Real estate boom attracts diverse participation
Lviv’s real estate boom is attracting all manner of players to the market. The Lviv IT Cluster is a non-profit that brings together IT companies, universities, and local authorities for the development of the IT industry. It is one of many groups to become engaged in real estate development. This organization is a unique participant in Lviv’s real estate market. As a non-profit, it cannot and does not seek to make a big profit on its projects. Instead, it must reinvest proceeds back into the fund. However, it enjoys a special status by virtue of its close relationship with many of the key players in Lviv’s most dynamic and profitable business sector, along with strong support from local government.
The group’s first real estate project, “IT House”, is a 72-unit building located on land granted by the city. The project’s goal is to provide high quality and affordable housing to employees of Lviv’s IT industry. Non-renovated “core and shell” units are currently on sale at USD 555 per square meter, with commissioning planned for the first half of 2017. IT House is a pilot project for the Cluster and interested buyers can register for future IT House projects online – this helps the Cluster estimate interest in new developments, such as the next project, IT Village, with 20 premium cottages. Each project holds a separate tender for designers, architects, and building companies. With its focus on quality design and affordability, the IT Cluster is hoping to “disrupt” Lviv’s housing market to spur other developers to improve the overall quality of their offerings. Lviv’s IT Cluster has even received requests for IT Houses from other regional cities such as Ivano-Frankivsk.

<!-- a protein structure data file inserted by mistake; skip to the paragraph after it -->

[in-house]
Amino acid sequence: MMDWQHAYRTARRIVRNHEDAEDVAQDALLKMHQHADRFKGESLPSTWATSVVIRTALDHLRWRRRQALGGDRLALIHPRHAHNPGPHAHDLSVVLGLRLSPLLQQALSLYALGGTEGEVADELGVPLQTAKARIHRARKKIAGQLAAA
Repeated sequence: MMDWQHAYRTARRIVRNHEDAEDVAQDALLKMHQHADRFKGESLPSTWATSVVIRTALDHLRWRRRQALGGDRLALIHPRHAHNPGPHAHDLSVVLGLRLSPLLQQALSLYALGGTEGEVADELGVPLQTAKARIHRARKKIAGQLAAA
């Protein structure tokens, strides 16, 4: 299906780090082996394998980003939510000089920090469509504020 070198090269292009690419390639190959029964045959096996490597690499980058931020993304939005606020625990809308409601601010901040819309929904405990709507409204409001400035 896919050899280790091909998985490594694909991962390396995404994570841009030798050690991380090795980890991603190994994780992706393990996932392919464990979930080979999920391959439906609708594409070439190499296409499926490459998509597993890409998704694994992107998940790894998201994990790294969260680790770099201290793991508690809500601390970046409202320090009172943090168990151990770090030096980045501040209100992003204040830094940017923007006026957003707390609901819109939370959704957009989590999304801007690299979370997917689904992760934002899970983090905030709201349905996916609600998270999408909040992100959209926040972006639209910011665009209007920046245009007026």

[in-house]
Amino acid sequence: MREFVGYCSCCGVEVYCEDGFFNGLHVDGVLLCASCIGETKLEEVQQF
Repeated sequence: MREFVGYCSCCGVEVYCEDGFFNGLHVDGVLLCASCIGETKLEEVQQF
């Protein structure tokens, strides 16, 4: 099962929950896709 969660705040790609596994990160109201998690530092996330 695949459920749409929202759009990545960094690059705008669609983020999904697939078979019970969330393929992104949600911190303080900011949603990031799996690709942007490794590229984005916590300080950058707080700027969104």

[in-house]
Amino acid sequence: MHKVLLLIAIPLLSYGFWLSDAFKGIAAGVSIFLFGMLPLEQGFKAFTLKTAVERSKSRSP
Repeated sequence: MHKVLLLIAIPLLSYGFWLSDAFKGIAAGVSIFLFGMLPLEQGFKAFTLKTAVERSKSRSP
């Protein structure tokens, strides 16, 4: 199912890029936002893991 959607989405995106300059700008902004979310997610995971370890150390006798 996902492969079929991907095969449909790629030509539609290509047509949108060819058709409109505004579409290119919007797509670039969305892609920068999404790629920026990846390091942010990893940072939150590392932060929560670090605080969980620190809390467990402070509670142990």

Lviv tourism trade
If the 2012 UEFA European Championship was a catalyst for Lviv’s tourism industry, leading to the opening of several new hotels, restaurants, and a modern airport, then the devaluation of the hryvnia in recent years has been a windfall for Lviv’s tourist trade. The drop in value of the national currency has led to a surge in domestic tourists. Nearly five years after Euro 2012, new restaurants, cafes, and shops continue to sprout up like mushrooms after a rainstorm. As a result, commercial rents in Lviv’s historic core/Market Square area can be quite high and are highly sensitive to the volume of foot traffic they can command.
Yet despite opening a sparkling new airport almost five years ago, Europe’s major budget carriers have yet to begin flights to Lviv. For the present, Lviv’s vacation rentals market largely still caters to local tourists, often with lower budgets. As a result, the renovation level and service quality of Lviv vacation rentals have not been raised to meet the needs of tourists from EU countries, who have yet to arrive en masse. Lviv’s daily rentals market will rapidly develop in the future when budget flights to Lviv begin from EU destinations.